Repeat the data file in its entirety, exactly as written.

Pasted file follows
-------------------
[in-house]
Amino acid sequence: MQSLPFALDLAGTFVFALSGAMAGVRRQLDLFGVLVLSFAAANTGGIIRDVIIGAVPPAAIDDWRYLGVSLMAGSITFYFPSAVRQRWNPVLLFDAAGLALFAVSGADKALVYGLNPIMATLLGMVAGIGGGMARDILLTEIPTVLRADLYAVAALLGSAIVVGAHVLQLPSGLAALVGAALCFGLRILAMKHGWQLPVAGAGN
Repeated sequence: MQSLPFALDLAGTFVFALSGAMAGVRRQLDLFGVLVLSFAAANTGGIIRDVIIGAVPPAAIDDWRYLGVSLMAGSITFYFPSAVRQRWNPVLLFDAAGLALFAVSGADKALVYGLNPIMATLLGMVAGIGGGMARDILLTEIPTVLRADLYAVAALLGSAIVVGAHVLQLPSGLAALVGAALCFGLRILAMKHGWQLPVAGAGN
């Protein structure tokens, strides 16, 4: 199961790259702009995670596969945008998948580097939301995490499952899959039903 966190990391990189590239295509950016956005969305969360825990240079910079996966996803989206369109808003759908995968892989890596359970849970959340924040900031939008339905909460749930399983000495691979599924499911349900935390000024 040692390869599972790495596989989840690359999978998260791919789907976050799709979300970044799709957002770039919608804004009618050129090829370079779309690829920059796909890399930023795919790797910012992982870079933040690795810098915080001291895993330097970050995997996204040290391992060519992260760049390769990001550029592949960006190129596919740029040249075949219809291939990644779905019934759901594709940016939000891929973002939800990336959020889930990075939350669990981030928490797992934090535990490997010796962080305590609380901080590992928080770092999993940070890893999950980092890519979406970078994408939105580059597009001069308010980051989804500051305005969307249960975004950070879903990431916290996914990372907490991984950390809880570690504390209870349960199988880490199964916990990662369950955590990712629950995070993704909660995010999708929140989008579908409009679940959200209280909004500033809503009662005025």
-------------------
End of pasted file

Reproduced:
[in-house]
Amino acid sequence: MQSLPFALDLAGTFVFALSGAMAGVRRQLDLFGVLVLSFAAANTGGIIRDVIIGAVPPAAIDDWRYLGVSLMAGSITFYFPSAVRQRWNPVLLFDAAGLALFAVSGADKALVYGLNPIMATLLGMVAGIGGGMARDILLTEIPTVLRADLYAVAALLGSAIVVGAHVLQLPSGLAALVGAALCFGLRILAMKHGWQLPVAGAGN
Repeated sequence: MQSLPFALDLAGTFVFALSGAMAGVRRQLDLFGVLVLSFAAANTGGIIRDVIIGAVPPAAIDDWRYLGVSLMAGSITFYFPSAVRQRWNPVLLFDAAGLALFAVSGADKALVYGLNPIMATLLGMVAGIGGGMARDILLTEIPTVLRADLYAVAALLGSAIVVGAHVLQLPSGLAALVGAALCFGLRILAMKHGWQLPVAGAGN
């Protein structure tokens, strides 16, 4: 199961790259702009995670596969945008998948580097939301995490499952899959039903 966190990391990189590239295509950016956005969305969360825990240079910079996966996803989206369109808003759908995968892989890596359970849970959340924040900031939008339905909460749930399983000495691979599924499911349900935390000024 040692390869599972790495596989989840690359999978998260791919789907976050799709979300970044799709957002770039919608804004009618050129090829370079779309690829920059796909890399930023795919790797910012992982870079933040690795810098915080001291895993330097970050995997996204040290391992060519992260760049390769990001550029592949960006190129596919740029040249075949219809291939990644779905019934759901594709940016939000891929973002939800990336959020889930990075939350669990981030928490797992934090535990490997010796962080305590609380901080590992928080770092999993940070890893999950980092890519979406970078994408939105580059597009001069308010980051989804500051305005969307249960975004950070879903990431916290996914990372907490991984950390809880570690504390209870349960199988880490199964916990990662369950955590990712629950995070993704909660995010999708929140989008579908409009679940959200209280909004500033809503009662005025």